There’s no geographical restriction
One of the great things about using MROCs for conducting research with niche audiences is that you can access participants anytime, anywhere. This is a huge benefit when it comes to carrying out patient market research with those suffering from rare diseases, as the patients you need to reach will often be spread out across the country with some even being too unwell to travel. However, because market research online communities allow you to study patients in a group setting but from the comfort of their own home, you can still access the in-depth insights you need from your research whilst avoiding the many feasibility issues that come hand in hand with niche audiences and location-based methodologies.
Engage with and empower patients
Online communities also allow you to easily engage with your participants and empower patients to discover more about the latest developments in their therapy area. It’s also a great way for them to influence the process and help themselves and their community to get better – which is the greatest incentive of all for them to take part! Not only does this motivate your participants to get involved, but it also results in deeper insights as patients treat community forums as a kind of support group and build a rapport with each other by talking about shared experiences, making them feel empowered and listened too. This is especially important for those suffering from very rare conditions who might not have any recognised support groups available and relish the opportunity to share their journey with other people going through the same thing as them.
Access deeper insights than ever before
When taking part in market research online communities, participants are also likely to reveal interesting insights in their conversations with each other that wouldn’t otherwise come out in a traditional focus group setting – making MROCs an extremely useful method that allows researchers to access deeper insights than ever before. Those suffering from rare diseases might feel too shy or embarrassed to talk about their condition in a face to face setting, or more dominant characters tend to take over so not everyone gets the chance to have their say. However the relative anonymity and comfort of talking to others suffering from the same illness in an online setting might just encourage them to come out of their shell and open up – resulting in free-flowing discussion and allowing unique and unbeatable insights to come to the surface.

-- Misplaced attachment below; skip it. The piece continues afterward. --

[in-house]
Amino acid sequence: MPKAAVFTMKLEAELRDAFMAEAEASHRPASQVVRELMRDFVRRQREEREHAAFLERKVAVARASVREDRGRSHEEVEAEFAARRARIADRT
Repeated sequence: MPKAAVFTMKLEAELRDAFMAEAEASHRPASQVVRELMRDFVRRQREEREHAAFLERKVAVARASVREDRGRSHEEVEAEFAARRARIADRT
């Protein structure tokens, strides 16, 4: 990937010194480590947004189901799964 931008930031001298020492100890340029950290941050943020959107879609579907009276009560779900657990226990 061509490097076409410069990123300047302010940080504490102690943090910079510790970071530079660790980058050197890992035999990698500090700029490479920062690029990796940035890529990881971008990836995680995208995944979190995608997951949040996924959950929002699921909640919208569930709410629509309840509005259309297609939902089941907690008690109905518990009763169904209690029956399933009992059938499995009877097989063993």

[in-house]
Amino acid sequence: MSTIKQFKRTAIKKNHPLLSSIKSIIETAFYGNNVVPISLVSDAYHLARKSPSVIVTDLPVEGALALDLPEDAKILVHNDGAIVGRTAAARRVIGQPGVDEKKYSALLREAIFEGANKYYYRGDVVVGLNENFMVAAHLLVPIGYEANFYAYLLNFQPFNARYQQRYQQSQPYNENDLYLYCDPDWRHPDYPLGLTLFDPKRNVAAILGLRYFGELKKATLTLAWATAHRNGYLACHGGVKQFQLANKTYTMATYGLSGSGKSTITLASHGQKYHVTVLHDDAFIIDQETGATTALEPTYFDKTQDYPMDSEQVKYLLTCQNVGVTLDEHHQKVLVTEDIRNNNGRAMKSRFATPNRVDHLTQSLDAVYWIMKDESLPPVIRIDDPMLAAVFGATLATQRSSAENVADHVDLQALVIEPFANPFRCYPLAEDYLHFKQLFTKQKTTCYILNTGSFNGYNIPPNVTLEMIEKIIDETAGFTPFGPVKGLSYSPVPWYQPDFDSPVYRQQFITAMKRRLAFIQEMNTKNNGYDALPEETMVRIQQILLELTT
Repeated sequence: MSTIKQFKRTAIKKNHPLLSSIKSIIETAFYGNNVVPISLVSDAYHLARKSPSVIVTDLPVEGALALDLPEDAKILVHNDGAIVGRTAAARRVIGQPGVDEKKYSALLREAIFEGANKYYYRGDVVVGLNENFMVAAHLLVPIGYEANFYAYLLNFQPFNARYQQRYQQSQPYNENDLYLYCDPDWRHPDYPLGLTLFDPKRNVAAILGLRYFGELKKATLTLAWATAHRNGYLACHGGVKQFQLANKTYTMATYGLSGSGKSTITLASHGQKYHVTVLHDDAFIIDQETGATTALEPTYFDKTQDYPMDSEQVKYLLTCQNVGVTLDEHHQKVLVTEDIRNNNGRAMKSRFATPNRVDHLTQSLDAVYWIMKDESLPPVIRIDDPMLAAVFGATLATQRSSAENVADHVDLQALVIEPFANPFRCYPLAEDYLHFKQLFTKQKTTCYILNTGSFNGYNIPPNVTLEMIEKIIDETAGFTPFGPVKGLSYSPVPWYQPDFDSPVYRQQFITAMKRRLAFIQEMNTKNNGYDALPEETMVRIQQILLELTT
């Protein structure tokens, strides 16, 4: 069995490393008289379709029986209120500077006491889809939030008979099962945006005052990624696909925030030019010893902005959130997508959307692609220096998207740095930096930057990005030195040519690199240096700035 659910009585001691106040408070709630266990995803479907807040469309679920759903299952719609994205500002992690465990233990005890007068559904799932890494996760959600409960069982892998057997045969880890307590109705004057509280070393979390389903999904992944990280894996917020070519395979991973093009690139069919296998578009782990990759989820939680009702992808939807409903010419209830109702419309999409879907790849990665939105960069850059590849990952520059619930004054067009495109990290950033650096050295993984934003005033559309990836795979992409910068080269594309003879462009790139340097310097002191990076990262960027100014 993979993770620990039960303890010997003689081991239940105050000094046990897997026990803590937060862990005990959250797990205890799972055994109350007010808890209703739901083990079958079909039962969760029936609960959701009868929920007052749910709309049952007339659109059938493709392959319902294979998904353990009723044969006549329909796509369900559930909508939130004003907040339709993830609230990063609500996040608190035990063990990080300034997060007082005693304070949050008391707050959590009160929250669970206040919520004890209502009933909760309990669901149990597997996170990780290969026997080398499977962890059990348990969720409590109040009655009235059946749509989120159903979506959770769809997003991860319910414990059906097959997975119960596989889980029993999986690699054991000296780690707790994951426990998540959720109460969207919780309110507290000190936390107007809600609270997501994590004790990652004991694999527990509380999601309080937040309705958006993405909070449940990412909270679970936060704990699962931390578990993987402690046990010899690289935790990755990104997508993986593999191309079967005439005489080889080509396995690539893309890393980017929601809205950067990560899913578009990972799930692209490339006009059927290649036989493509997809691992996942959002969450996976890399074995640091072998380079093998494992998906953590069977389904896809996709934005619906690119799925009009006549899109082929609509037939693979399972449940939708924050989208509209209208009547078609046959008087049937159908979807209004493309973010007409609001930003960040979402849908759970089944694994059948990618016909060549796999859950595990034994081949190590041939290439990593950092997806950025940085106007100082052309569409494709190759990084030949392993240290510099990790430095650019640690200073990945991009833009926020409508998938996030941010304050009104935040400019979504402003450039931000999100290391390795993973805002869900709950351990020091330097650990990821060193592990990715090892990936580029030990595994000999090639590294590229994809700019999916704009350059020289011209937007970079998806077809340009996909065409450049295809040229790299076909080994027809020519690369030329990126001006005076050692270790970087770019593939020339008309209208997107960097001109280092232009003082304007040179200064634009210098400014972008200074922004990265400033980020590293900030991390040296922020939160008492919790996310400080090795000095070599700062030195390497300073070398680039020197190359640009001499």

And there’s less risk of dropouts too!
Finally, because patients don’t have to travel to take part in research and can instead complete tasks online at a time that suits them, insight communities tend to be a much more appealing methodology. And when you add in the fact that these communities act as a kind of support group for patients and allow them to build a rapport with one another, it’s easy to see why participants are less likely to dropout than with other methodologies. This is especially important for hard-to-reach respondents and rare therapy areas where it can be pretty difficult to find replacement participants at short notice – and due to the strict criteria, even if you do find a replacement that ticks all the boxes, it will most likely be too short notice for them to attend.
In conclusion, MROCS are a fantastic way to target heard-to-reach respondents in patient market research. From low-incidence rate diseases to specific criteria, the nature of online communities makes it easier for researchers to reach out to niche audiences than ever before, and also makes it easier for them to take part too – whilst at the same time encouraging them to open up and share deeper insights. If you’re conducting a healthcare market research project and would like to find out more about how MROCs could help you target niche audiences, why not download our guide.